As shown before in both Dupuytren's disease and Non-Dupuytren's palmar fascial disease, CVD is a frequently encountered secondary risk factor. Poor cardiovascular profile is seen in these patients accounted for increased deaths due to CVD.[2],[31] In our study, 29 patients had CVD history (41%), whereas, this ratio was only 10.8% in the Turkish population[32] suggesting a highly significant difference (P < 0.001) in cardiovascular profile of patients with DC. Therefore, this finding could be very important to show increased incidence of CVD in DC patients and raise awareness of this group of patients about possible health risks. It might even be suggested for DC patients to have regular check-ups for their cardiovascular profile.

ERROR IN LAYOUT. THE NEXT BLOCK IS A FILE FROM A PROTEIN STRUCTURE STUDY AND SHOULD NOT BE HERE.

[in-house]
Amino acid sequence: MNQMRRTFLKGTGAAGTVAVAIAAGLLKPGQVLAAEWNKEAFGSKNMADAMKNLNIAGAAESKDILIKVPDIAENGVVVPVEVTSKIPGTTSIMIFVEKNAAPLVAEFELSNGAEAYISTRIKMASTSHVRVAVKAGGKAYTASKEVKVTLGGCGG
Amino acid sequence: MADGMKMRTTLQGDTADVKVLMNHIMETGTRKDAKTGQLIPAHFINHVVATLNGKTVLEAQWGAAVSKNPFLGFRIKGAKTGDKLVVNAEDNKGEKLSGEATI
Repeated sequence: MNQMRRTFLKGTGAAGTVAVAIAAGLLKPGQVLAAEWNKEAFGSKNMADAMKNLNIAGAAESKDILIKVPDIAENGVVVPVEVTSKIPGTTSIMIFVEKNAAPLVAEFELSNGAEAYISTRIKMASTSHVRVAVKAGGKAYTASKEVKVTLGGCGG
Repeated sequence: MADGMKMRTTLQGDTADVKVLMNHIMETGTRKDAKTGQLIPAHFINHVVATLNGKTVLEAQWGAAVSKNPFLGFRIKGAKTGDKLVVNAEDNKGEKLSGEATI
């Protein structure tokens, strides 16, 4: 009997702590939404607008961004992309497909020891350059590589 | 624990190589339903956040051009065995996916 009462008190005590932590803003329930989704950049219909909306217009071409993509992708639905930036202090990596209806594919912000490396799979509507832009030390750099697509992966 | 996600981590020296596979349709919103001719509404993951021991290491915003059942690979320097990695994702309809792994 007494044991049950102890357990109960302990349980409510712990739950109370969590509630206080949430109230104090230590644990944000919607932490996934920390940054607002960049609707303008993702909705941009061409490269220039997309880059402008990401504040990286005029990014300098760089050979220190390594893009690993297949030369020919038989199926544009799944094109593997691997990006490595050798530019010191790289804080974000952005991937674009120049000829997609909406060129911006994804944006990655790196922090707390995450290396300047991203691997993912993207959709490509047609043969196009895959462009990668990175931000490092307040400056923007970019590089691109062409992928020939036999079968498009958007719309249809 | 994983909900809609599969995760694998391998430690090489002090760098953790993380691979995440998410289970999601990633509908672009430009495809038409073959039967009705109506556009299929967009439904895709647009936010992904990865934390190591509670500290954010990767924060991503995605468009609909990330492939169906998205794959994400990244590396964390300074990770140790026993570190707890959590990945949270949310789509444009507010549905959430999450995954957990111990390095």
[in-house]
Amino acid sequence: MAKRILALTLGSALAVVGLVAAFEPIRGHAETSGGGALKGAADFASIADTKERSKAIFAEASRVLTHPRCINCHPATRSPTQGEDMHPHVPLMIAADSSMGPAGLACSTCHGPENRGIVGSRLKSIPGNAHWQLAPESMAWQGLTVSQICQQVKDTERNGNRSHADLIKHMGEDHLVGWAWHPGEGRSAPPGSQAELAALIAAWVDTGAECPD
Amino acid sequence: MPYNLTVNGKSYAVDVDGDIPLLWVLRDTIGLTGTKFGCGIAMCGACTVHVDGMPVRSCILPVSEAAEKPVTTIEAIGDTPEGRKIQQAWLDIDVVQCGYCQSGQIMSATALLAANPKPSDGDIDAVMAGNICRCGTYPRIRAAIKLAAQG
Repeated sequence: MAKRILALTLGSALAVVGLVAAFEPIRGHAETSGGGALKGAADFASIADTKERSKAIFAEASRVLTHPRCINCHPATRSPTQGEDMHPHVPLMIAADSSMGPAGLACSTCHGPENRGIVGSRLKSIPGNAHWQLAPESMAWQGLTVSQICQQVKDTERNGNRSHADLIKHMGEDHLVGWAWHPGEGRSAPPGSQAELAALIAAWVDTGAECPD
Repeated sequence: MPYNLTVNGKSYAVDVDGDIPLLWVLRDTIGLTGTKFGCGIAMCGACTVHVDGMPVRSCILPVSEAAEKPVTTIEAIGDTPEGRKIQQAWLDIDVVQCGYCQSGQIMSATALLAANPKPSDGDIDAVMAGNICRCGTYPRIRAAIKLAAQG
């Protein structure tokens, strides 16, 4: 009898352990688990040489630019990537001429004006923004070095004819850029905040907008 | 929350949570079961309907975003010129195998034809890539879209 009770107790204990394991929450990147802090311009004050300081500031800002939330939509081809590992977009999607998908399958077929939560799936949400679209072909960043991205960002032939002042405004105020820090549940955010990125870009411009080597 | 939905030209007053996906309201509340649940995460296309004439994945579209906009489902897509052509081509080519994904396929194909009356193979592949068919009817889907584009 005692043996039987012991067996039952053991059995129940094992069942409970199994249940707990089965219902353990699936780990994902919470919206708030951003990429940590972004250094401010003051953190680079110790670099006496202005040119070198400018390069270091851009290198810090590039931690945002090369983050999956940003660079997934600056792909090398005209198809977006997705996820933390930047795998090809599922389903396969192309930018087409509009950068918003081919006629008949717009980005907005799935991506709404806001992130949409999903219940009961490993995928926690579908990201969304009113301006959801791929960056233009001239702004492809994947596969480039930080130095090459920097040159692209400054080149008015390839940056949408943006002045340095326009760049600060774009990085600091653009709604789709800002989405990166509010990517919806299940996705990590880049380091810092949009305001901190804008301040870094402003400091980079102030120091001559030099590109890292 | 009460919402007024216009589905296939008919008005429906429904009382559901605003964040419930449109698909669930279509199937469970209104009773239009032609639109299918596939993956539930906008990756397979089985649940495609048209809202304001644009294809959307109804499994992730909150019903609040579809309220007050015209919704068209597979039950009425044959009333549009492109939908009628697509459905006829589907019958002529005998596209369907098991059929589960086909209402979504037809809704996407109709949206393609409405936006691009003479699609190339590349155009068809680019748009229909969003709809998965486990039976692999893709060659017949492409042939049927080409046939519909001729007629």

Although it was not statistically significant (P > 0.05), 53 of 70 patients had the dominant hand involvement including bilateral cases. In fact, dominant hand involvement itself can be interpreted as an evidence of micro or macro-trauma impact in the development of DC. There is no statistically significant support in this regard in the literature. However, Weinstein et al. investigated the prevalence of DC in the Hispanic population and they found out 10 patients out of 16 operated for DC on single hand had dominant hand involvement while 4 dominant hand surgeries were undertaken in 5 bilateral cases. They did dominant hand surgery in 67% of the patients;[33] whereas, in our study, this ratio was 76% although it was not statistically significant.